Upon my return from a 12-day cruise aboard a new expedition ship, the Seabourn Venture, the first questions from family and friends weren’t about the vessel or the sightseeing or the food or the people. They all wanted to know what it was like to have Covid on a cruise ship. Fortunately, because I contracted it early in my voyage and didn’t get very sick, I could tell them in all honesty: Not bad!
Since I had been vaccinated (again) just three weeks prior to boarding, I felt unperturbed as our driver coughed and coughed all the way from our hotel to the port for embarkation. In fact, I didn’t think about it once — until three days later.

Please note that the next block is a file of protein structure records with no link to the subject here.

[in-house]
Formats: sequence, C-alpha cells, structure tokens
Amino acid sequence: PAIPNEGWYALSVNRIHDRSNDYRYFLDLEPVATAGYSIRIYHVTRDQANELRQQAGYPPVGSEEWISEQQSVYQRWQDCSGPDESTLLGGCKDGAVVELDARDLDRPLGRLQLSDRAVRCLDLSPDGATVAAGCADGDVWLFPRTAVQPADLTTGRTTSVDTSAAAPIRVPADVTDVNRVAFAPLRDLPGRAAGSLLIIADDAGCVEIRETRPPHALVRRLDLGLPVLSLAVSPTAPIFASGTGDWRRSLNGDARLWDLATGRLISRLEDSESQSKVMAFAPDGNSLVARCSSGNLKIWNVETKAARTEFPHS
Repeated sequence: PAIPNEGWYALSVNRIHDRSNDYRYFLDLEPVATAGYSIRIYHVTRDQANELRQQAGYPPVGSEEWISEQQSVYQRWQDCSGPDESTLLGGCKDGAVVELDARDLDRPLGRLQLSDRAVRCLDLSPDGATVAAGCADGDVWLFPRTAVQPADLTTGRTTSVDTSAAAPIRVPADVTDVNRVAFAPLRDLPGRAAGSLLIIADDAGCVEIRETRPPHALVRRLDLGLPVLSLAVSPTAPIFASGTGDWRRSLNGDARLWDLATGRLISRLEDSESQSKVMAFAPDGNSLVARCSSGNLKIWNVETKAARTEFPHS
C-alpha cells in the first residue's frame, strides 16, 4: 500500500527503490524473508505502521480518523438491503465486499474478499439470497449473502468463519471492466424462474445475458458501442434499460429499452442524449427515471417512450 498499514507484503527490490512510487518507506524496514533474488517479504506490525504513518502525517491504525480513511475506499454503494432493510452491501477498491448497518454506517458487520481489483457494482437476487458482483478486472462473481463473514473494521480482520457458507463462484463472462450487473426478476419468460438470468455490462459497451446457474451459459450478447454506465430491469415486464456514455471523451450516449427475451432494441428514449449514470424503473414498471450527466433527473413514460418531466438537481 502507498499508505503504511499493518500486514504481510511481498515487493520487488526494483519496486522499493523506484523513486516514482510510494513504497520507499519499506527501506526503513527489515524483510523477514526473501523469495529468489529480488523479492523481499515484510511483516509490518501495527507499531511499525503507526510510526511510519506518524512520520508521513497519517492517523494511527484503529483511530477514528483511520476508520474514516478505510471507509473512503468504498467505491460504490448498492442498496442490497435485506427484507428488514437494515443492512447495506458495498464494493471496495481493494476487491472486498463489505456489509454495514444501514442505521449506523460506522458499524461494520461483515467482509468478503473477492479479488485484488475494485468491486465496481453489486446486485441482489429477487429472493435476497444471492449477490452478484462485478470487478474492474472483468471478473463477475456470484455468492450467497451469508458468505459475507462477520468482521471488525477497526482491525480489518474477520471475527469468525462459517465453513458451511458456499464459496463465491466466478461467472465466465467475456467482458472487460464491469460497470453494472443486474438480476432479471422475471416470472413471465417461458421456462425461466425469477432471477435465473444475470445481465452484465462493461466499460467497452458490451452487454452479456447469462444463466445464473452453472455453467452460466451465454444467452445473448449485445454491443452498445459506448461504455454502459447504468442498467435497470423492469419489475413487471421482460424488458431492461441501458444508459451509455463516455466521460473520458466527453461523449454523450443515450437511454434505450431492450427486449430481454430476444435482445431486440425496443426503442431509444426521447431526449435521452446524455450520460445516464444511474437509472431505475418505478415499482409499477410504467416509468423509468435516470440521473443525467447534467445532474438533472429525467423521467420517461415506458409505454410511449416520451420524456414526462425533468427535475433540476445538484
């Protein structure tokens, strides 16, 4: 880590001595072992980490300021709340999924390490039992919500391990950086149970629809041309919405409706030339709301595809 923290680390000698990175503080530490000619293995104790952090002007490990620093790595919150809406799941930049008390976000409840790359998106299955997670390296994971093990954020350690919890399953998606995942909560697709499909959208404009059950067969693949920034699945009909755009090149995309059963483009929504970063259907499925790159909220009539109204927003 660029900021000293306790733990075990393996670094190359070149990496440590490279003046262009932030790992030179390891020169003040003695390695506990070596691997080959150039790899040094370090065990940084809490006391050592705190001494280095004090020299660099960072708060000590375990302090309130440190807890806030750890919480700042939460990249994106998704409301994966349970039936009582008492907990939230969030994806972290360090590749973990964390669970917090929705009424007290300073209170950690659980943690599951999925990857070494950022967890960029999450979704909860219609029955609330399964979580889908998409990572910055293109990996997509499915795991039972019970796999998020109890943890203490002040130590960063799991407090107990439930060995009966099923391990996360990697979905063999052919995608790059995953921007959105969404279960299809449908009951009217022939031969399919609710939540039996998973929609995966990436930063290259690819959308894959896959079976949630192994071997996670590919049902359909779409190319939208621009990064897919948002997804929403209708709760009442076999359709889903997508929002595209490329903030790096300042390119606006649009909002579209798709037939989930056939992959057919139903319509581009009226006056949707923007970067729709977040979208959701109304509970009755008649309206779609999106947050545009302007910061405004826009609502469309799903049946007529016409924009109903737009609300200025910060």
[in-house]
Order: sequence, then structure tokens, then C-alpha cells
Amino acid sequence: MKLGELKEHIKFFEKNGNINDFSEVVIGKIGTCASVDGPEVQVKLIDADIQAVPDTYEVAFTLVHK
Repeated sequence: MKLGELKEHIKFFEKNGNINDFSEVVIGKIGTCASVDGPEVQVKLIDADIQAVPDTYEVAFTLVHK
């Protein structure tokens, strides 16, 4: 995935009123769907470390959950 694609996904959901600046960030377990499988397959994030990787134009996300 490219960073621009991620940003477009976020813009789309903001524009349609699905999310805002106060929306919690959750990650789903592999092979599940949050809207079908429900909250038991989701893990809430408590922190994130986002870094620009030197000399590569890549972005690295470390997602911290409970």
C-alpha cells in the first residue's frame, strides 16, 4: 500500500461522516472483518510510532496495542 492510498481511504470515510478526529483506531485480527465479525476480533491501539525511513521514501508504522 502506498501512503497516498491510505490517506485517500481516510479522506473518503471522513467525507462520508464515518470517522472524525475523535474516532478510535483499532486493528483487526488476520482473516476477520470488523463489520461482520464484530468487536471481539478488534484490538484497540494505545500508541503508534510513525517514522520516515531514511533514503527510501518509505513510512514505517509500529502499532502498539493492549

That’s when I first felt the niggle in my throat, which I misattributed to the dust in Lima, Peru, and the arid Paracas National Reserve. Confident that it was allergies and certain the Covid test would be negative, I went to the infirmary for nasal spray — such naïveté! A maskless nurse swabbed my nose, and within minutes her visage turned from “happy to see you” to “quite alarmed to see you — and so close!” Stepping backward from me, she said, “Ohhh, noooo… let me get a mask.” After two years of taking precautions, it had happened: The virus had finally nabbed me, far from home, aboard an expedition ship off the coast of South America.